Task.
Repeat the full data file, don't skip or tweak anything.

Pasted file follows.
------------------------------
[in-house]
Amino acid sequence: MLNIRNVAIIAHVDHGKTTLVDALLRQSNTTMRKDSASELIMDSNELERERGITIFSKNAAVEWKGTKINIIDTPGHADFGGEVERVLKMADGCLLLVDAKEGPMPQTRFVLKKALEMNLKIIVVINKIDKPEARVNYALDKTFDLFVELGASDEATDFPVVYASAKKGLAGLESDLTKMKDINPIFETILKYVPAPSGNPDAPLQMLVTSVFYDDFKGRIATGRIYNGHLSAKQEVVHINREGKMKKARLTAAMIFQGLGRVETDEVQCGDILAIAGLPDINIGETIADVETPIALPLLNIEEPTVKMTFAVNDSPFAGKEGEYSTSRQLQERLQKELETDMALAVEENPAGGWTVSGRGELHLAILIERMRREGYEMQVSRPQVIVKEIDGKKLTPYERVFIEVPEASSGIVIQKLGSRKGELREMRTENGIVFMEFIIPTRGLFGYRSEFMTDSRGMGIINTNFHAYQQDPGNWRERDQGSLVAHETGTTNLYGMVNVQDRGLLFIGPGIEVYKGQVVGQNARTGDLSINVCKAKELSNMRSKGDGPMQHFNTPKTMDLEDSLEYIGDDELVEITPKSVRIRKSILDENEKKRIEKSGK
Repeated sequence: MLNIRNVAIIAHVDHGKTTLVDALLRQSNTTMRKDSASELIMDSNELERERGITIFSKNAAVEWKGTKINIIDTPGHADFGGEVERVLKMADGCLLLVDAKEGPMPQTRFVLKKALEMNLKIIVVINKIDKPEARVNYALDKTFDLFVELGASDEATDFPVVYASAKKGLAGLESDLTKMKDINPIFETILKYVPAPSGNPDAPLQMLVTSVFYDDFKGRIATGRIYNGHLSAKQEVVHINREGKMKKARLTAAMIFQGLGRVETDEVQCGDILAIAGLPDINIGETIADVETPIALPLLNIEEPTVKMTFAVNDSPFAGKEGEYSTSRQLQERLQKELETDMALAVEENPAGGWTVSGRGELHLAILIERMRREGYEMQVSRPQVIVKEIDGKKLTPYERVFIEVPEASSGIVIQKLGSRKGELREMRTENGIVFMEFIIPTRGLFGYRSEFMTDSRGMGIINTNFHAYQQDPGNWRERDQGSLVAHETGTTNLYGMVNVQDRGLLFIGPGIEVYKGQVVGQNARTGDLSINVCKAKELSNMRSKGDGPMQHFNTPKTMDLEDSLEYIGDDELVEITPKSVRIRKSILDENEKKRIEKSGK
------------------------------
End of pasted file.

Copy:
[in-house]
Amino acid sequence: MLNIRNVAIIAHVDHGKTTLVDALLRQSNTTMRKDSASELIMDSNELERERGITIFSKNAAVEWKGTKINIIDTPGHADFGGEVERVLKMADGCLLLVDAKEGPMPQTRFVLKKALEMNLKIIVVINKIDKPEARVNYALDKTFDLFVELGASDEATDFPVVYASAKKGLAGLESDLTKMKDINPIFETILKYVPAPSGNPDAPLQMLVTSVFYDDFKGRIATGRIYNGHLSAKQEVVHINREGKMKKARLTAAMIFQGLGRVETDEVQCGDILAIAGLPDINIGETIADVETPIALPLLNIEEPTVKMTFAVNDSPFAGKEGEYSTSRQLQERLQKELETDMALAVEENPAGGWTVSGRGELHLAILIERMRREGYEMQVSRPQVIVKEIDGKKLTPYERVFIEVPEASSGIVIQKLGSRKGELREMRTENGIVFMEFIIPTRGLFGYRSEFMTDSRGMGIINTNFHAYQQDPGNWRERDQGSLVAHETGTTNLYGMVNVQDRGLLFIGPGIEVYKGQVVGQNARTGDLSINVCKAKELSNMRSKGDGPMQHFNTPKTMDLEDSLEYIGDDELVEITPKSVRIRKSILDENEKKRIEKSGK
Repeated sequence: MLNIRNVAIIAHVDHGKTTLVDALLRQSNTTMRKDSASELIMDSNELERERGITIFSKNAAVEWKGTKINIIDTPGHADFGGEVERVLKMADGCLLLVDAKEGPMPQTRFVLKKALEMNLKIIVVINKIDKPEARVNYALDKTFDLFVELGASDEATDFPVVYASAKKGLAGLESDLTKMKDINPIFETILKYVPAPSGNPDAPLQMLVTSVFYDDFKGRIATGRIYNGHLSAKQEVVHINREGKMKKARLTAAMIFQGLGRVETDEVQCGDILAIAGLPDINIGETIADVETPIALPLLNIEEPTVKMTFAVNDSPFAGKEGEYSTSRQLQERLQKELETDMALAVEENPAGGWTVSGRGELHLAILIERMRREGYEMQVSRPQVIVKEIDGKKLTPYERVFIEVPEASSGIVIQKLGSRKGELREMRTENGIVFMEFIIPTRGLFGYRSEFMTDSRGMGIINTNFHAYQQDPGNWRERDQGSLVAHETGTTNLYGMVNVQDRGLLFIGPGIEVYKGQVVGQNARTGDLSINVCKAKELSNMRSKGDGPMQHFNTPKTMDLEDSLEYIGDDELVEITPKSVRIRKSILDENEKKRIEKSGK